:44 “You don’t have a right to take our photos.” Yes. He does. Again, I must remind these poor disoriented students that they are in a PUBLIC place. Public. Where people can go.
:46 *chanting “Go. Go. Go…” Seriously? Be civil people.
1:03 “If you would like to take photos you need to please give them space. Do not – You cannot be this close to them.” I hate to break it to you, but I don’t think anybody objects to the fact that the protesters are the ones approaching Tai, not the other way around. Granted, he did have to approach them initially, but I somehow doubt he was standing as close to them as he is now when he started shooting photos. As such, they are the ones confronting him. Sorry. You lose this one, too.
1:13 “No, they were here first.” Well, this is all semantics, and I wasn’t there, but I’m going to guess “here first” doesn’t mean what it needs to mean to make it right.”
Also 1:13 “You need to move back.” No he doesn’t. Public space. Same rights as the protesters. Pick a new fight, please.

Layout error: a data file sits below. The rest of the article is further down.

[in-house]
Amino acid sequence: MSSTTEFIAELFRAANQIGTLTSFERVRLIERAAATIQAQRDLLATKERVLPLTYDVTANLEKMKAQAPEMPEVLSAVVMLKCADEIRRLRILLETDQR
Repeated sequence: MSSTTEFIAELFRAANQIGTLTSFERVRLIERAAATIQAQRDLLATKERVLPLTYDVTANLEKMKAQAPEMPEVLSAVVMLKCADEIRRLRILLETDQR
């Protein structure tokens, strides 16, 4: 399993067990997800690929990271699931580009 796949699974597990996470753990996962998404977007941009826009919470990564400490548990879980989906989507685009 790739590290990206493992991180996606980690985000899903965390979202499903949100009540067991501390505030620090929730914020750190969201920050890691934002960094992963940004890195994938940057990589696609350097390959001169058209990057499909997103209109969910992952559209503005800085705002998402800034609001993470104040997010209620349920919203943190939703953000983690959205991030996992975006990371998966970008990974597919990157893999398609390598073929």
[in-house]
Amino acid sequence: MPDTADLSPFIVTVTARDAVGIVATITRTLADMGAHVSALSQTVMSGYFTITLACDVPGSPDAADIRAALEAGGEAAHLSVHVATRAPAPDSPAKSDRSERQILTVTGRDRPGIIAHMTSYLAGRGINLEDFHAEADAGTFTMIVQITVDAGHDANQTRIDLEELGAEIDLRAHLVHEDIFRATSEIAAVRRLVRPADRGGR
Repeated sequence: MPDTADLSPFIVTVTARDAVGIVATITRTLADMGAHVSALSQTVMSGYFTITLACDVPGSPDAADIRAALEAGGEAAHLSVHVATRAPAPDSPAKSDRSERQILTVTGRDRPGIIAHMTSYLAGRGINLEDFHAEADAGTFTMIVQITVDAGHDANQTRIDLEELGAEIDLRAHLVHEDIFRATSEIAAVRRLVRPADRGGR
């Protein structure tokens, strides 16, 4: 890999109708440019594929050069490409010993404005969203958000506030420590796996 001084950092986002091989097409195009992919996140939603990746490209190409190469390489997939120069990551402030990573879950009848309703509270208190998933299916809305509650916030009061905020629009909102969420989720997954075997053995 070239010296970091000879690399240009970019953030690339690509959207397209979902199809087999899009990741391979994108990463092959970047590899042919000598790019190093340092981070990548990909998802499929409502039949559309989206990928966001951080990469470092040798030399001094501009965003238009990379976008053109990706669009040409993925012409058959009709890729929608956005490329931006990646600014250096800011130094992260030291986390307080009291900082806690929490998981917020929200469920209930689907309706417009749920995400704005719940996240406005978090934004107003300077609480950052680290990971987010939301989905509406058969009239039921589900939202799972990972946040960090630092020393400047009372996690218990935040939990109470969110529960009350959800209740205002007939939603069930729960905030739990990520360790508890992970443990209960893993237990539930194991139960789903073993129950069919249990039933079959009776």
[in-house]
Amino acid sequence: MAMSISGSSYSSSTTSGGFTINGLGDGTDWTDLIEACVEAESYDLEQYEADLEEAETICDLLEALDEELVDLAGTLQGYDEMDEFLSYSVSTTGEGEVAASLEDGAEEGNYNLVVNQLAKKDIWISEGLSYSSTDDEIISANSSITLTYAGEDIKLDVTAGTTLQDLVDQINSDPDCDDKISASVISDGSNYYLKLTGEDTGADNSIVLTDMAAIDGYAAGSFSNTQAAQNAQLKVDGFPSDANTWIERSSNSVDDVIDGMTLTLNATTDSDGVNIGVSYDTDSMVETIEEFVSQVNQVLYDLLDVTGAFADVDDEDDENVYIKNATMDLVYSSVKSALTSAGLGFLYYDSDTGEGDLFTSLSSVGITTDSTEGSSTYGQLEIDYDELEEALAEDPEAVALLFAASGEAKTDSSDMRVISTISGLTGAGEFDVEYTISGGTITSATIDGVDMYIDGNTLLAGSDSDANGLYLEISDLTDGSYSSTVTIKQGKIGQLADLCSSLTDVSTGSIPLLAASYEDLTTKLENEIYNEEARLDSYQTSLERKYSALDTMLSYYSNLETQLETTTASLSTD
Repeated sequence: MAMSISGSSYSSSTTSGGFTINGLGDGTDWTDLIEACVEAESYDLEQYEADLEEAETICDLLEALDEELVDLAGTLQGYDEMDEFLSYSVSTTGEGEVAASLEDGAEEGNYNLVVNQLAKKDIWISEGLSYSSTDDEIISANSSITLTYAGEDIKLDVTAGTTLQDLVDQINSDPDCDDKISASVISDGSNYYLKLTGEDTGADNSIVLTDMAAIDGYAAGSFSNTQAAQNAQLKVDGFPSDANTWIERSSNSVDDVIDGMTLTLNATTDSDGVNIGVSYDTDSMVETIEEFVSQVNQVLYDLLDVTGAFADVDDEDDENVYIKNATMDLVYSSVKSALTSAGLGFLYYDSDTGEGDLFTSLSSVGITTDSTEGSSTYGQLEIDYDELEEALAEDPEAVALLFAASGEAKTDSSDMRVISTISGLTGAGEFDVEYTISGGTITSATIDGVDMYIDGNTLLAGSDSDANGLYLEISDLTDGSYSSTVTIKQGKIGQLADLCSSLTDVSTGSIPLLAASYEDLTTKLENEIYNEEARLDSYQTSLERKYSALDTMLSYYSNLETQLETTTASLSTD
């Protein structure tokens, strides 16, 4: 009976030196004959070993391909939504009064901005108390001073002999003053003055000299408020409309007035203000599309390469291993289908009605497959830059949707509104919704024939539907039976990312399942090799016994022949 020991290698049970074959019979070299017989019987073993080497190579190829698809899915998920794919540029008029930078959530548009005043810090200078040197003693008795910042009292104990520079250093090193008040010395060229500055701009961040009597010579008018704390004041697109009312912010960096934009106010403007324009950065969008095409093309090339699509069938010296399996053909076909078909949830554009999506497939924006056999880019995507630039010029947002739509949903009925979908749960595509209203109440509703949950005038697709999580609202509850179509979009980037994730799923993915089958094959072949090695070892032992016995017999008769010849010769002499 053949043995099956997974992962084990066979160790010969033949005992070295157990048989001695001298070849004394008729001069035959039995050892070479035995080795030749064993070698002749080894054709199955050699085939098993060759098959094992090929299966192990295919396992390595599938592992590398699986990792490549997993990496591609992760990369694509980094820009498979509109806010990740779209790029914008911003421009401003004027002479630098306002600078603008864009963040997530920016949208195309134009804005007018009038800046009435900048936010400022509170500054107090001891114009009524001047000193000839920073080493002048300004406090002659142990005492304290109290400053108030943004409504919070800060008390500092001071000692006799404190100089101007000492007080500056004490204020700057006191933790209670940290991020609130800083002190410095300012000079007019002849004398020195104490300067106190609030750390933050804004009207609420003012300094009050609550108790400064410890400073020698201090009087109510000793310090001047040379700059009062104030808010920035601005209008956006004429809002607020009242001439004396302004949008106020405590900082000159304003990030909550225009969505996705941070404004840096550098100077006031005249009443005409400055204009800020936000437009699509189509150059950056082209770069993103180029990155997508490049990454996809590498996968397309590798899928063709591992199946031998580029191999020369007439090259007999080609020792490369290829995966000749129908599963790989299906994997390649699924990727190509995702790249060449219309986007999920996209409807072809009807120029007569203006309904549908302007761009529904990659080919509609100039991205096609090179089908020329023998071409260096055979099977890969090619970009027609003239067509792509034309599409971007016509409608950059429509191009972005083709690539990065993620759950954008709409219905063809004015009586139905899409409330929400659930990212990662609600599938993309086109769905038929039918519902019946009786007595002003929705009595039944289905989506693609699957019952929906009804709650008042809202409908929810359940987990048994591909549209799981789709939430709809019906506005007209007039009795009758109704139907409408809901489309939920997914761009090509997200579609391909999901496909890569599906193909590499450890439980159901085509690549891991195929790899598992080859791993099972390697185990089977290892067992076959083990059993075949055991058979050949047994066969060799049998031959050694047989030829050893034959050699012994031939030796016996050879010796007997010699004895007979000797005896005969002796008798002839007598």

1:20 “Hey hey! Ho ho! Reporters have got to go.” I really hope this doesn’t need much exposition, but seriously? How many different ways can we establish that the First Amendment doesn’t apply only when you want it to, protesters? His right to speech/press is the same as your right to speech/assembly. You can’t do First Amendment rights a la carte.
1:29 “I have a job to do…” Oh Tai, you were doing so well. I know it’s nearly impossible to think about it, and I’m not saying I could do it (though I have been threatened as a reporter before), but not raising your voice would have been a huge help. I can’t pretend it’s easy, but when you are arguing with somebody refusing to see your side, getting louder won’t change their minds. Repeat yourself if you have to, but don’t yell.